Advertisement
Culture

Christmas ghost stories: 5 of the best festive phantoms

From Dickens to Doctor Who, Christmas ghost stories are a proud British tradition.

What could be more festive than getting round a roaring fire to chill your bones with some Christmas ghost stories?

The Christmas ghost story has been a British tradition for hundreds of years. Of course, today we primarily think of Charles Dickens and his redemptive spirits of past, present and future, but A Christmas Carol is just part of a rich heritage.

Here, we pick our five favourite ghosts to put a shiver in your December.

The Ghost of Christmas Present, The Muppet Christmas Carol (1992)

“Come in and know me better man!” The second of Ebenezer Scrooge’s three spectral visitors in Dickens’ classic A Christmas Carol is the voice of social reform and goodwill to all men. In the Muppets’ sublime adaptation, he’s a merry, giant figure, who teaches an important lesson in song: “Wherever you find love it feels like Christmas”.

Austin the Twice-Born, “The Stalls of Barchester” – A Ghost Story for Christmas (1971)

Aside from Dickens, M.R. James is the most renowned teller of the festive spooky story. His position was affirmed in large part to the BBC’s 1970s adaptations of his work, which would traditionally be aired on Christmas Eve. The Stalls of Barchester was the first of these and is an atmospheric tale, in which a murderous Archdeacon gets his comeuppance under the influence of cursed carvings, crafted by the fantastically named Austin the Twice-Born.

Sir Roger Widdowson, “The Knocker”Crooked House (2008)

A connoisseur of the creepy, Mark Gatiss has done more than anyone to revive Christmas ghost stories as a British seasonal tradition. In 2008’s Crooked House, illusionist Derren Brown made a rare acting appearance as a deceased necromancer whose evil influence reaches through time. Gatiss will again haunt the Christmas schedules this year with his take on M.R. James’ The Mezzotint.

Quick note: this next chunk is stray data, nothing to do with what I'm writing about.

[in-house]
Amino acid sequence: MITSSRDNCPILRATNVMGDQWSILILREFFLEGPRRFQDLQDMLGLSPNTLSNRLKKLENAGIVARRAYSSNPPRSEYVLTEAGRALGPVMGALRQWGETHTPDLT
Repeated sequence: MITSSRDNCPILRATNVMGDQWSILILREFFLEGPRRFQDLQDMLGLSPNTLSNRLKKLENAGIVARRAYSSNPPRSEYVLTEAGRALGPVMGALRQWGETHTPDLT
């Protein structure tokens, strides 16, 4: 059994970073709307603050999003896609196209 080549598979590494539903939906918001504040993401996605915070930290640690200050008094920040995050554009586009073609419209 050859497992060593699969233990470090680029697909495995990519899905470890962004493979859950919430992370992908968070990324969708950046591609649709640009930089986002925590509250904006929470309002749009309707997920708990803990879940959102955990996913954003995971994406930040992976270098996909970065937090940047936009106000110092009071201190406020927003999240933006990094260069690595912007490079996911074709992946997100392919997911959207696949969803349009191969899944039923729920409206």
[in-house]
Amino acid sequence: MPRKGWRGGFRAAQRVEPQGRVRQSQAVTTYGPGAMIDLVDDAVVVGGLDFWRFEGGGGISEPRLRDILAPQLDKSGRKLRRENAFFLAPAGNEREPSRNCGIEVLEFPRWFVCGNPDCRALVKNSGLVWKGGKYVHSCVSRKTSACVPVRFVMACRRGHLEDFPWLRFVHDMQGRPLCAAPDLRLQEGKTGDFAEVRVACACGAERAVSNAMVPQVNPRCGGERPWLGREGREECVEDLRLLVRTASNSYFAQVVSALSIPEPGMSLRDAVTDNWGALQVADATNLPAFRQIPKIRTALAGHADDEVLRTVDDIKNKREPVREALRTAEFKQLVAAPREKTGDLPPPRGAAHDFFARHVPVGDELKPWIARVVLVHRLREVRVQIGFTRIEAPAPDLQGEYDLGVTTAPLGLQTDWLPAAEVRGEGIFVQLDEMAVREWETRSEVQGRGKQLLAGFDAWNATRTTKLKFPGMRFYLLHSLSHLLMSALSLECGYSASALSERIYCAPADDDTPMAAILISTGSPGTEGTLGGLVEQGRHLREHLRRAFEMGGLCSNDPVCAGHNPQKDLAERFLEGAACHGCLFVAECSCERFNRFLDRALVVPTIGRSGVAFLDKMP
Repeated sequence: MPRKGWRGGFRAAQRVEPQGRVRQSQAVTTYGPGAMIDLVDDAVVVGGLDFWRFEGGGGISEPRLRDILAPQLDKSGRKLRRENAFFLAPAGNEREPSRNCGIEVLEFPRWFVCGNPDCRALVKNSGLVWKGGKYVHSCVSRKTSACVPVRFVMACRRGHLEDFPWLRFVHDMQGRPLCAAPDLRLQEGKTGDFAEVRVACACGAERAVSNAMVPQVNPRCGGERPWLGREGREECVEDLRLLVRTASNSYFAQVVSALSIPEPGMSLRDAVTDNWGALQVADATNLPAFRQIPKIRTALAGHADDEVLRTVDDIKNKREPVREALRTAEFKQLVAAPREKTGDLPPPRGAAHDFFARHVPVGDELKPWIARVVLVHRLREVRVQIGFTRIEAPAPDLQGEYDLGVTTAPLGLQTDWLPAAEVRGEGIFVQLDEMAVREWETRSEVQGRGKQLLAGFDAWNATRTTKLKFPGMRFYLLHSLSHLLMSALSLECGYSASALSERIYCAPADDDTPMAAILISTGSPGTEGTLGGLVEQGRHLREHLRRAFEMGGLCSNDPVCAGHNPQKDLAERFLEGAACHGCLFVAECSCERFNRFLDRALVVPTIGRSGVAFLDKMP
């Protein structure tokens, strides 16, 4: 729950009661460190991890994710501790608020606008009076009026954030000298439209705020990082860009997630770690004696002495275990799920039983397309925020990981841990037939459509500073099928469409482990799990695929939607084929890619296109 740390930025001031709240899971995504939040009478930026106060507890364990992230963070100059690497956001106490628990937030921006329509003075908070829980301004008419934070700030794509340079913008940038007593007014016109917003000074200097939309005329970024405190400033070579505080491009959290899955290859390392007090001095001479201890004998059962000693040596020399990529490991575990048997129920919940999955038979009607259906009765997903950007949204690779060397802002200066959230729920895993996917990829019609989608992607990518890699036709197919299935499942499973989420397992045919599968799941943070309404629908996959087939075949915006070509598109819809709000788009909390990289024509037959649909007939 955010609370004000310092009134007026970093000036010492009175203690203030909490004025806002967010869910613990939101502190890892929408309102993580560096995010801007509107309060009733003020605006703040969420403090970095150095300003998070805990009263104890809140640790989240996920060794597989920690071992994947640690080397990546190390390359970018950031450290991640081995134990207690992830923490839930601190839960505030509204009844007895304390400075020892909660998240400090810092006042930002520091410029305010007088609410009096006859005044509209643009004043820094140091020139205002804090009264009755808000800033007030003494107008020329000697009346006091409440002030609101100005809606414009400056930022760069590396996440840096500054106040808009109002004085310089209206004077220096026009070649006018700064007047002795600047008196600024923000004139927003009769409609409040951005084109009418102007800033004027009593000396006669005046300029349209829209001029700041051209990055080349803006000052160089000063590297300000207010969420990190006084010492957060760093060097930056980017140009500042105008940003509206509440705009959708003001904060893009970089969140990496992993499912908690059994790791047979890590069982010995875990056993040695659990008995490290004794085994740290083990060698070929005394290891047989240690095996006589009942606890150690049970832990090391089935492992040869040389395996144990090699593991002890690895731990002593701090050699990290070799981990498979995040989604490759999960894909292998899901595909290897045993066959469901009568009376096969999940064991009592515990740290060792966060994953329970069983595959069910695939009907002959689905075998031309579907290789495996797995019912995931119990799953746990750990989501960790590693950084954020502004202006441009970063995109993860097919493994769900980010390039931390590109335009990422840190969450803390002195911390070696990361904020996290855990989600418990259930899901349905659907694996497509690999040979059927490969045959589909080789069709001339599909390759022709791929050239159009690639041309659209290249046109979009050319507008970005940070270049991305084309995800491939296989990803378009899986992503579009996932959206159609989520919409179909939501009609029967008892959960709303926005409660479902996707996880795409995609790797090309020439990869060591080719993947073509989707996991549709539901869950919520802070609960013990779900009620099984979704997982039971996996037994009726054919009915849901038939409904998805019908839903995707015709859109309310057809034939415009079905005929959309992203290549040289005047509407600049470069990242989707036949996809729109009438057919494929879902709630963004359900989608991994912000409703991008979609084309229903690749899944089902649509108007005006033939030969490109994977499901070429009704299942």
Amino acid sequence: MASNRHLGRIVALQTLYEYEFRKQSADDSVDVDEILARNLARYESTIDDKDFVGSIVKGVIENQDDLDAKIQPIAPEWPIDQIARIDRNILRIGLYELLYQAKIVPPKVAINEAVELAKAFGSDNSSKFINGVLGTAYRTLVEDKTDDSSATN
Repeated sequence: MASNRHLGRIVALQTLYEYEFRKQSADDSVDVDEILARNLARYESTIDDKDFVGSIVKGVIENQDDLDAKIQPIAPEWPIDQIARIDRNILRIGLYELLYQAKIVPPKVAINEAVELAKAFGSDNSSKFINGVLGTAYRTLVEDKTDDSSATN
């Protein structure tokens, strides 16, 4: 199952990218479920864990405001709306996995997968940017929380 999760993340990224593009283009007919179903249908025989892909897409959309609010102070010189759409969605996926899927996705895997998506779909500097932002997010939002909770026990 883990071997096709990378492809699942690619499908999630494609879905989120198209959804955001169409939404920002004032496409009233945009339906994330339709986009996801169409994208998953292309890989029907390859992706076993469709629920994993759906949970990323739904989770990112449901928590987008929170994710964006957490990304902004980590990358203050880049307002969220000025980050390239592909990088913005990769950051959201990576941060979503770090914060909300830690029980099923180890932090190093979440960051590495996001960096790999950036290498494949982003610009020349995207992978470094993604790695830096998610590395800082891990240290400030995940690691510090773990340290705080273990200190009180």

Advertisement
Advertisement
Subscribe to The Big Issue

From just £3 per week

Take a print or digital subscription to The Big Issue and provide a critical lifeline to our work. With each subscription we invest every penny back into supporting the network of sellers across the UK. A subscription also means you'll never miss the weekly editions of an award-winning publication, with each issue featuring the leading voices on life, culture, politics and social activism.

The weeping woman from One Who Saw: A Ghost Story for Christmas by A.M. Burrage (1931)

Published for Christmas 1931, One Who Saw is Burrage’s masterwork. The mere sight of the ghostly weeping woman at its heart has so affected one luckless young writer that his hair has turned from a blue-black reminiscent of “patent leather” to pure white.

Astrid Peth, “Voyage of the Damned”, Doctor Who (2007)

A self-sacrificing spirit, Doctor Who and Kylie… Who wouldn’t want that under their tree? In 2007’s Christmas special, Kylie joins David Tennant’s Doctor as a one-off companion, ultimately laying down her life to save a space Titanic from meeting the same fate as its Earth-bound namesake.

Advertisement

Support your local vendor

Want to buy a copy of the magazine? We have over 1,200 Big Issue vendors in the UK. Each vendor buys a copy of the mag for £1.50 and sells it for £3, keeping the difference. Visit our interactive map to find your nearest vendor and support them today!

Recommended for you

Read All
Stranger Things star David Harbour says Gandalf and Han Solo inspired Hopper’s ‘resurrection’
TV

Stranger Things star David Harbour says Gandalf and Han Solo inspired Hopper’s ‘resurrection’

Grand Designs people are not like the rest of us
TV

Grand Designs people are not like the rest of us

From sofa surfing to the stage: This artistic director wants to give people experiencing homelessness a new lease of life
Homelessness

From sofa surfing to the stage: This artistic director wants to give people experiencing homelessness a new lease of life

The Derry Girls finale: sublime television – poignant, political and properly funny
TV

The Derry Girls finale: sublime television – poignant, political and properly funny

Most Popular

Read All
The remarkable rise of Ncuti Gatwa: From sofa surfing and Sex Education to Doctor Who
1.

The remarkable rise of Ncuti Gatwa: From sofa surfing and Sex Education to Doctor Who

Boris Johnson set to scrap plan to let workers keep tips despite admitting minimum wage isn’t enough to live on
2.

Boris Johnson set to scrap plan to let workers keep tips despite admitting minimum wage isn’t enough to live on

Life On Mars sequel has ‘a lot of travelling in time and car chases’, John Simm reveals
3.

Life On Mars sequel has ‘a lot of travelling in time and car chases’, John Simm reveals

The controversial new laws rushed through by the government this week
4.

The controversial new laws rushed through by the government this week

Keep up to date with The Big Issue. The leading voice on life, politics, culture and social activism direct to your inbox.